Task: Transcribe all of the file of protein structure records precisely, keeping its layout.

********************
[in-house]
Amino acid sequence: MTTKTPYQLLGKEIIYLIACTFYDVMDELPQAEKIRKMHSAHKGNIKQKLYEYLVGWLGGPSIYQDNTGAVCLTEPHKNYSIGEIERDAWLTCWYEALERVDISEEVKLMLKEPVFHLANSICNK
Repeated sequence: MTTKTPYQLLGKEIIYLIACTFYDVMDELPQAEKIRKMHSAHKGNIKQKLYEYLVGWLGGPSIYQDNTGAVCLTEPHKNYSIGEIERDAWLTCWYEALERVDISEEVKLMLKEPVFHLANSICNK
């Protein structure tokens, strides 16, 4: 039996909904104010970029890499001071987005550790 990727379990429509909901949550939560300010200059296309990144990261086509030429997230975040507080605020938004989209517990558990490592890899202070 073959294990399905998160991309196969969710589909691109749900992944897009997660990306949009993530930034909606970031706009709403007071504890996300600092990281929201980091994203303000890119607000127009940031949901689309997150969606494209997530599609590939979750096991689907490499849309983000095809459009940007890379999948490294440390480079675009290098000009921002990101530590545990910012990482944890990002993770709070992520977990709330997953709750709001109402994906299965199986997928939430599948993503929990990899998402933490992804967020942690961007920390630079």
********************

[in-house]
Amino acid sequence: MTTKTPYQLLGKEIIYLIACTFYDVMDELPQAEKIRKMHSAHKGNIKQKLYEYLVGWLGGPSIYQDNTGAVCLTEPHKNYSIGEIERDAWLTCWYEALERVDISEEVKLMLKEPVFHLANSICNK
Repeated sequence: MTTKTPYQLLGKEIIYLIACTFYDVMDELPQAEKIRKMHSAHKGNIKQKLYEYLVGWLGGPSIYQDNTGAVCLTEPHKNYSIGEIERDAWLTCWYEALERVDISEEVKLMLKEPVFHLANSICNK
């Protein structure tokens, strides 16, 4: 039996909904104010970029890499001071987005550790 990727379990429509909901949550939560300010200059296309990144990261086509030429997230975040507080605020938004989209517990558990490592890899202070 073959294990399905998160991309196969969710589909691109749900992944897009997660990306949009993530930034909606970031706009709403007071504890996300600092990281929201980091994203303000890119607000127009940031949901689309997150969606494209997530599609590939979750096991689907490499849309983000095809459009940007890379999948490294440390480079675009290098000009921002990101530590545990910012990482944890990002993770709070992520977990709330997953709750709001109402994906299965199986997928939430599948993503929990990899998402933490992804967020942690961007920390630079």